How do you answer this question, “Why did God give you a child?” Children can be difficult, it’s true, but God has placed your child or children in your life to do something for you. God has different ways to grow us. While you are their parent, they may be the instrument through which God teaches you some life-altering truths.

The bottom line of life is relationships. God gave you a child as a way to enhance your relationship with him. God can use your child in many ways to remind you of how much he loves you. There are times, no doubt, you feel almost overwhelmed by your love for your child. Perhaps these times are a good reminder of the even greater love God has for you. See if you agree with the following reasons why God gave you a child:

Your child can be your teacher in matters of trust and total dependence. They show us how our heavenly father wants us to trust him. Your young child doesn’t worry about the necessities of life because he trusts you to provide for his needs. In the same way, God wants us to trust him to give us what we need. Read Matthew 7:9-11 to see how Jesus illustrates this idea.

God can also use your children to renew your wonder about life. The stress and strain of everyday life can suck the joy and wonder out of us and we can forget that life is really a miracle. Holding a newborn or looking into the wonder-struck eyes of a child looking at a butterfly can revive a sense of wonder in us. Taking time to see the world through the eyes of a child can help us see the awesome power and greatness of our loving Creator and Lord.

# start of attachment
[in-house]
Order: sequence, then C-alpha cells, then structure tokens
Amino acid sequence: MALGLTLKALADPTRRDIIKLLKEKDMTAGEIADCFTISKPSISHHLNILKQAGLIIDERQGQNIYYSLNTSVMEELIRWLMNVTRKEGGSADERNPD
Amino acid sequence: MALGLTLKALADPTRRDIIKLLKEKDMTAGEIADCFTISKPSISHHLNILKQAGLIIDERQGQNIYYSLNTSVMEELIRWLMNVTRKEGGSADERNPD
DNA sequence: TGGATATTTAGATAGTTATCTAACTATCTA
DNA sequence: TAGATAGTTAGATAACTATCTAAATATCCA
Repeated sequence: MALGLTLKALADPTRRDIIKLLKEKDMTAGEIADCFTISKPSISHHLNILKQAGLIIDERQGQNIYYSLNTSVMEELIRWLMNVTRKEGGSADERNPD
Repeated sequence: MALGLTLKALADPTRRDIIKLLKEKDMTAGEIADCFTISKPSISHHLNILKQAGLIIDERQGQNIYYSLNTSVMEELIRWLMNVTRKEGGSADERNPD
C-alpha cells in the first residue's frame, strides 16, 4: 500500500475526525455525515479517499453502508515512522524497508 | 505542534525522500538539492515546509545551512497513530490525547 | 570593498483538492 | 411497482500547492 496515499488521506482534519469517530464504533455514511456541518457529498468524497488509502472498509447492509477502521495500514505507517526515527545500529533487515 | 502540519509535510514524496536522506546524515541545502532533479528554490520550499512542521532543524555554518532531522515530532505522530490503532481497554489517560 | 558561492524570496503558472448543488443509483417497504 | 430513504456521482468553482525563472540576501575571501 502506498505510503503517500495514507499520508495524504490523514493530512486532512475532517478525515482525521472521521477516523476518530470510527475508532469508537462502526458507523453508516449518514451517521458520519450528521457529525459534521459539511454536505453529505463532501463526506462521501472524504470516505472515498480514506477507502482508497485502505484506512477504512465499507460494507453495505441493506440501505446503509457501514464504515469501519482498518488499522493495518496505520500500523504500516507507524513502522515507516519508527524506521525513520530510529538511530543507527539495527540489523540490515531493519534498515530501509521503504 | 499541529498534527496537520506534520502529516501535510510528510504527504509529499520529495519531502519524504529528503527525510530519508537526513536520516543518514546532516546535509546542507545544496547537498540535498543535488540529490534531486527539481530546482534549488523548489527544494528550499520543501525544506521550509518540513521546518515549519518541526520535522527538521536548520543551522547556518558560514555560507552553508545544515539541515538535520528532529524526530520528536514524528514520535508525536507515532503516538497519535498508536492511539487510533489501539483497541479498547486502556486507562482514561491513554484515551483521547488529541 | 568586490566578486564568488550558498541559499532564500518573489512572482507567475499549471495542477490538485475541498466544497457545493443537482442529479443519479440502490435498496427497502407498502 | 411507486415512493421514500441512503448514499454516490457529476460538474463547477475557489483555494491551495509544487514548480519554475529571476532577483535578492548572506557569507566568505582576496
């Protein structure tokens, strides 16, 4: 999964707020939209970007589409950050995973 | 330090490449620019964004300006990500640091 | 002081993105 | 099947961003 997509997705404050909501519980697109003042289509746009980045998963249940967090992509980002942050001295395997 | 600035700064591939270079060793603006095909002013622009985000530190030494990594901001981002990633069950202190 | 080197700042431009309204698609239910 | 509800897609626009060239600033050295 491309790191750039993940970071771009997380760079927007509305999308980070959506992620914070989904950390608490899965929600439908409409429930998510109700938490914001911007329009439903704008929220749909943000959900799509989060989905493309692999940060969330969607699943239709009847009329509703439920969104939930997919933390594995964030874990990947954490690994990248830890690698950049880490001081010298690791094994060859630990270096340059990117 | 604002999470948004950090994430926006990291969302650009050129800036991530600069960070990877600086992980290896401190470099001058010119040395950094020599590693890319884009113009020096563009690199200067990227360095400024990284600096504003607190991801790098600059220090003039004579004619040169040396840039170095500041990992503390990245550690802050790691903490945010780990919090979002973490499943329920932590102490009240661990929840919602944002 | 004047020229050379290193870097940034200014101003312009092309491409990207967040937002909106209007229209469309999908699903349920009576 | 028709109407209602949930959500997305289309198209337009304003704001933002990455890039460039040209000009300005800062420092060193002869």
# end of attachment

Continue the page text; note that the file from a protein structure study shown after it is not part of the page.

And, God can use your child to renew your hope about life and its purpose. As you read this blog, there is trouble throughout the world; wars, natural disasters, financial calamities, and human suffering. Why would thinking people want to bring children into a world like this? Hope, that’s why. As a believer you can rear your child to serve the Lord and make an eternal difference in the lives of others.